Cutting a rabbet on curved mirror frame
I’m making a mirror frame with a curved top piece. No problem cutting rabbets on the 2 sides and bottom because they’re straight pieces. Besides buying a piloted rabbet router bit, any suggestions on how to cut the curved rabbet for the top piece?
Do you want cheep or interesting and versatile ?
Well . . . you have to spend even more money for my solutions but they are fantastic tools to have . . .
You can attach a curved chunk of wood to the bottom or use their axillary fence.
This also will do the job and has a short curved fence
Orrrr . .
you could make a little plane from wood to do the job ; see " carriage planes " which tend to have curved soles or sides.
You're right, these are more expensive options. So far, the rabbet router bit seems like best overall solution. I haven't been able to figure out how to set up a template to use with, say, a pattern bit that would do the job without having to buy a specialized bit.
May Not Need a Curved Rabbett
Depending upon the depth of your arch (chord length, radius and altitude of the arch), you may be able to saw a straight rabbet in the frame. This implies a gentle arch. The mirror can also then be square cornered. The back is not seen, I assume.
And by extension, even a hlaf round top rail can be made in 3 or 4 sections, each with a straight rabbet, to accommodate the mirror.
There is always lots more than one way to do about anything.
You can make the rabbit before or after assembing the frame. If you use a pattern trim bit with the bearing near to the shank rather than on the bottom - the bit will follow any template cut out you tack down.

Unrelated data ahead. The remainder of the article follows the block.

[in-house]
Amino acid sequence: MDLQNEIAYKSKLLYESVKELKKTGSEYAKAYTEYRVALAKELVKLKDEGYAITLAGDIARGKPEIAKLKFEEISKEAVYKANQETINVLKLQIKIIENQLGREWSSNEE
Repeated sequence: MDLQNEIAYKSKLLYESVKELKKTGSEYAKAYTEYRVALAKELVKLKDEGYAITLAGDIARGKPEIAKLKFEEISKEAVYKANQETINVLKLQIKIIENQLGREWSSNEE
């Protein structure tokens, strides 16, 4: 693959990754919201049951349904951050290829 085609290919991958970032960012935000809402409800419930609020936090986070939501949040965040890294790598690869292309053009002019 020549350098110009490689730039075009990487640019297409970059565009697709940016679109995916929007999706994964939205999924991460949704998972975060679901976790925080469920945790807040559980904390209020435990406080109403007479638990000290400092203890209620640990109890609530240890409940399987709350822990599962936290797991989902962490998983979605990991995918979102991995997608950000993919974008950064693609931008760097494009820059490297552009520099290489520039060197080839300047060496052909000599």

With a pattern trim bit, the bearing's diameter is the same as the cutter, so how can I create a template that will let me just cut in the workpiece to leave a "ledge" (the rabbet)? It seems like I'd have to have a bearing that's smaller than the cutter--and that's what the rabbet bit has.
can't do sections
From an aesthetic point of view, I wanted the top piece to be whole so the grain pattern flows naturally. I'm working with leopardwood which has a striking grain and doesn't come in a wide board. The curved top piece is about 14" across and has a maximum radius to the outside edge of 5 1/2 " (the width of the frame is about 2"). So far the rabbet bit still seems like the best approach.
Personally, for the little bit of money it costs rabbeting bits are a great investment. You'll use one all the time. That said, with just a little bit more work, a template, a straight bit and a guide bushing on your router, or even the router table if you can set up your table with one, will accomplish the same thing.
I bit for the rabbet router bit and it was well worth it. (Whiteside rabbetting set, 1/2" shank, with different size bearings, $50 on Amazon) The cutter is so sharp that I was able to cut a 1/4" by 1/4" rabbet in one pass. Just ease into the cut to get the bearing in contact with the workpiece and run it through.
Thanks, everyone, for your responses.
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